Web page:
As the COVID-19 virus crisis ebbs in China, it is shifting increasingly westward to areas in the Middle East, Europe, and the United States.
Clusters of the new coronavirus have emerged in South Korea, Iran, Italy, and Japan.
Iran on March 3 reported a total of 2,336 confirmed cases and 77 fatalities. Twenty-three members of Iran’s parliament and the head of the country’s emergency services were reported to have been infected.
Kazakhstan closed its Caspian Sea ports of Aktau and Kuryk to ships carrying passengers from Iran and Azerbaijan to prevent the spread of the pathogen, the Central Asian nation's government said on March 4.
Deaths in Italy climbed to 79, making it the deadliest reported outbreak outside China, where the virus originated in December.
South Korea, with a total of 5,328 cases reported on March 4, is limiting human contact by introducing drive-thru testing.
And Ukraine and Morocco recorded their first cases on March 3.
Mostly Muslim Tajikistan asked its citizens on March 4 to avoid attending mosques for Friday Prayers as a precaution, though the Central Asian nation hasn't reported any cases of the virus.
There was no blanket ban on mosque attendance, according to a spokesman for the state committee on religious affairs, but several imams have asked for the measure.
Worldwide, more than 92,000 people have fallen ill and over 3,100 people have died, with China accounting for about 95 percent of them.
The death toll in the United States rose to nine on March 3 and more then 100 people have the infection across at least 15 states. Seattle, Washington has emerged as a cluster with all the deaths occurring there.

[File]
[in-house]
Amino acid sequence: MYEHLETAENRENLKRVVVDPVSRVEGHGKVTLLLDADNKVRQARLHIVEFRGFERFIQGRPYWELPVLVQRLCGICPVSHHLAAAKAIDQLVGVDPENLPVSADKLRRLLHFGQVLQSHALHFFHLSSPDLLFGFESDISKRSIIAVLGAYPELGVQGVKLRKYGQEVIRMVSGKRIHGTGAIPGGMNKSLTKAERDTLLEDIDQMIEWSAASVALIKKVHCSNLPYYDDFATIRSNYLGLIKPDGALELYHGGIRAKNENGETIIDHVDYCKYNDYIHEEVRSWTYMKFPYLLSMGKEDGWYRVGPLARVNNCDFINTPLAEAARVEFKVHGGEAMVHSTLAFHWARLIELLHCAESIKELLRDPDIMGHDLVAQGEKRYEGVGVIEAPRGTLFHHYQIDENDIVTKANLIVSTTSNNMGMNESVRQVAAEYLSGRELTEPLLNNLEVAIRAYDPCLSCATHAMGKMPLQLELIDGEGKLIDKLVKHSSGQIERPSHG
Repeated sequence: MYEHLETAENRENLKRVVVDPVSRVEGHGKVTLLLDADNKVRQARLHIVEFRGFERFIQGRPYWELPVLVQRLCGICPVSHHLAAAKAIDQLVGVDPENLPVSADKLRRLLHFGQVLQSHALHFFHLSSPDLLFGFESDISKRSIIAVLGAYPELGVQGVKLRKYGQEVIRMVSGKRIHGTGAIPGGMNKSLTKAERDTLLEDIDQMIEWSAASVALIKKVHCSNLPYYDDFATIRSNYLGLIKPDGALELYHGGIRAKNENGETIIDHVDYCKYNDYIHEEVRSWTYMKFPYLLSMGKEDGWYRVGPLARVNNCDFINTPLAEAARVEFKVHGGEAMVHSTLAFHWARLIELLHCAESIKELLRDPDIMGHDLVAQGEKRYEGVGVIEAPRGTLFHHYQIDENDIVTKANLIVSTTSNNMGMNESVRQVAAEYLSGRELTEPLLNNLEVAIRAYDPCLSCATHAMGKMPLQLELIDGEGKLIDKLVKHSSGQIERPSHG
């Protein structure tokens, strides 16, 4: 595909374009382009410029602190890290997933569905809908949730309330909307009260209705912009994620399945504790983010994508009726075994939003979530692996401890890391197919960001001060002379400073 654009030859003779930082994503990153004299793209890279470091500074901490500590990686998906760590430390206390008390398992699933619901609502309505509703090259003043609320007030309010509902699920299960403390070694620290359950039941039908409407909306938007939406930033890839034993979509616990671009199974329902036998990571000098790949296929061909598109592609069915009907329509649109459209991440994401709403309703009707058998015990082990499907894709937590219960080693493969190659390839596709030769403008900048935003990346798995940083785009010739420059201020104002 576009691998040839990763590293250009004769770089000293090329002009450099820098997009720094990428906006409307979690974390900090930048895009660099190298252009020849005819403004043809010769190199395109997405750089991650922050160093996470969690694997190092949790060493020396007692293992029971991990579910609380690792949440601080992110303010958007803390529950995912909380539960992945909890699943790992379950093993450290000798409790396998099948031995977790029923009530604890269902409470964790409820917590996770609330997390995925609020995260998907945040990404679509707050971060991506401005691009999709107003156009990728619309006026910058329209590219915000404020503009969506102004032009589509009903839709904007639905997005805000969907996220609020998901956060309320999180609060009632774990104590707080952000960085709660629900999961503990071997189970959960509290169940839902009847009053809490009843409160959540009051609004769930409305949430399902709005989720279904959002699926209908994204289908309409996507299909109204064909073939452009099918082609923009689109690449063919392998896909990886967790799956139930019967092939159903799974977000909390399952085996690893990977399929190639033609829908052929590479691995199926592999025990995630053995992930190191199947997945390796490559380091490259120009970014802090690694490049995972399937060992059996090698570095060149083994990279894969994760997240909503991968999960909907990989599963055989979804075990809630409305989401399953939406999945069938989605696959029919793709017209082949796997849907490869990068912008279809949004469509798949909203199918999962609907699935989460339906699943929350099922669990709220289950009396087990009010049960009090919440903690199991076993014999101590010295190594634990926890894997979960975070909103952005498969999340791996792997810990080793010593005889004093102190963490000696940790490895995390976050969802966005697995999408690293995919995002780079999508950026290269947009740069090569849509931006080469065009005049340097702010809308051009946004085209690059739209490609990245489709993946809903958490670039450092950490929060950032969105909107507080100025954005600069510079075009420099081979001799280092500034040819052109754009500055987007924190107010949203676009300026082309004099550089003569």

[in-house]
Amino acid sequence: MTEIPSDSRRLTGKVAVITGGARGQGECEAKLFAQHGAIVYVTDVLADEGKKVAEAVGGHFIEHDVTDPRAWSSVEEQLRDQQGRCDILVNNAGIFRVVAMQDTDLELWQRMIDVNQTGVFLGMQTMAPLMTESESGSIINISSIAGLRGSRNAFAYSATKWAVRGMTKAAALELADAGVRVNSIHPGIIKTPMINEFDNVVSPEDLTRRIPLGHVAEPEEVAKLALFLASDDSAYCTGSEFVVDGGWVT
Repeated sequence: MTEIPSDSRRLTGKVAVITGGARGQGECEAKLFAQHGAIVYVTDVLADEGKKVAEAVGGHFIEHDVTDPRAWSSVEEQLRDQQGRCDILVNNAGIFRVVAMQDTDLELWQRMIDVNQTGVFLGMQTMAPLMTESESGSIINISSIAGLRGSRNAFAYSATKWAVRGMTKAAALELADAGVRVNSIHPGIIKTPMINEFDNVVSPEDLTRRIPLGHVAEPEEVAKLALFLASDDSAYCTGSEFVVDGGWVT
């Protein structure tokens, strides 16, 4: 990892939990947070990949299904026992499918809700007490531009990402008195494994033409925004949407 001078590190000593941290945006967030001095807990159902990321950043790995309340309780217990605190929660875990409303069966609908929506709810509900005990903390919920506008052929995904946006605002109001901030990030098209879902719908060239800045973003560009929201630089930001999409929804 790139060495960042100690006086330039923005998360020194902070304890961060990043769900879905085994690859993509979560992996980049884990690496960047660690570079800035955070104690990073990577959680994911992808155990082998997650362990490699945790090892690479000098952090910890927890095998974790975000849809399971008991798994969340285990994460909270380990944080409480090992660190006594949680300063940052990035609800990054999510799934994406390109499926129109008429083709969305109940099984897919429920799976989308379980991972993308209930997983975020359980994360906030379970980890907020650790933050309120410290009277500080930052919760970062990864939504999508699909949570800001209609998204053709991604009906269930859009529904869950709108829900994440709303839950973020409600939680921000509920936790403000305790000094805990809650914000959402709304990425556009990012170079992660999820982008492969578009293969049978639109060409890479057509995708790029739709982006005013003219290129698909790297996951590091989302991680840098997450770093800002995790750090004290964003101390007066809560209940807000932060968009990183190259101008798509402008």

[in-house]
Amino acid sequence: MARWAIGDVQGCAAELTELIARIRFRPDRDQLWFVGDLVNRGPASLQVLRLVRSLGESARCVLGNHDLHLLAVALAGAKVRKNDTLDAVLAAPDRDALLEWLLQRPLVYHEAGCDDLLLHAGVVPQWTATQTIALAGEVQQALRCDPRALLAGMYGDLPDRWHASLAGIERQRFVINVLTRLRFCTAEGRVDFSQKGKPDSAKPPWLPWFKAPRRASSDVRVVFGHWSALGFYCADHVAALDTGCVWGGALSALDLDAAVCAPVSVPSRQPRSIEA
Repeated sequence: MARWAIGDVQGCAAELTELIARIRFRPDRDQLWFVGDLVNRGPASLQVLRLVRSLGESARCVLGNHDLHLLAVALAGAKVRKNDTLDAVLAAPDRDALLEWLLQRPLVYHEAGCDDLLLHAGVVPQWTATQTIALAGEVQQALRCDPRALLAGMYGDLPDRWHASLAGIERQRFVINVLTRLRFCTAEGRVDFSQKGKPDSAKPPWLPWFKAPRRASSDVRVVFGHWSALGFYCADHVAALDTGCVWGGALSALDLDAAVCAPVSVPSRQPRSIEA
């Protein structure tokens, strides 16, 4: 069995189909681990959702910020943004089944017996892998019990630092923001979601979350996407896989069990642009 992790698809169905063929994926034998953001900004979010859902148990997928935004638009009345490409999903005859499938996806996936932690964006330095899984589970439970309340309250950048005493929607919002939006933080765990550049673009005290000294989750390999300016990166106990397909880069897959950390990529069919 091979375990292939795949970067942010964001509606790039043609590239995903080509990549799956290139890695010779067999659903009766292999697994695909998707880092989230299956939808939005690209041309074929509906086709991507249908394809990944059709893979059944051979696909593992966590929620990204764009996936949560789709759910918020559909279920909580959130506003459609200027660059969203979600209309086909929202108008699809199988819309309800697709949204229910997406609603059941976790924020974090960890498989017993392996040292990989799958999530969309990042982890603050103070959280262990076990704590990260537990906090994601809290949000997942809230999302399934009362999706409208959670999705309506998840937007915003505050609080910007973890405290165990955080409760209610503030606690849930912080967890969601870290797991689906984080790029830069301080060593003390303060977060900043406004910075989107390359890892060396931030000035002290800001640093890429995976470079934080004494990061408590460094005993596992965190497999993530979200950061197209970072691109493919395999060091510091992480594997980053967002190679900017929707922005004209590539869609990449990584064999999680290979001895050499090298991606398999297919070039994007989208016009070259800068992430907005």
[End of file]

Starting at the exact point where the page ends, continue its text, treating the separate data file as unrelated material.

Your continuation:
“What is happening now in the United States may be the beginning of what is happening abroad,” said Nancy Messionnier of the Centers for Disease Control and Prevention (CDC).
Most cases have been mild.
A $7.5 billion emergency bill to fund the U.S. government’s response to the outbreak is making its way through Congress.
Still, frustration has been mounting over lack of access to coronavirus tests in the United States. CDC kits delivered to states and cities in January proved faulty by providing inconclusive results.
U.S. Food and Drug Administration Commissioner Stephen Hahn told Congress that testing kits should be available by the end of the week and would give labs the capacity to perform about 1 million coronavirus tests.
As of March 3, only 54 state and local labs were able to conduct tests, according to the Association of Public Health Laboratories.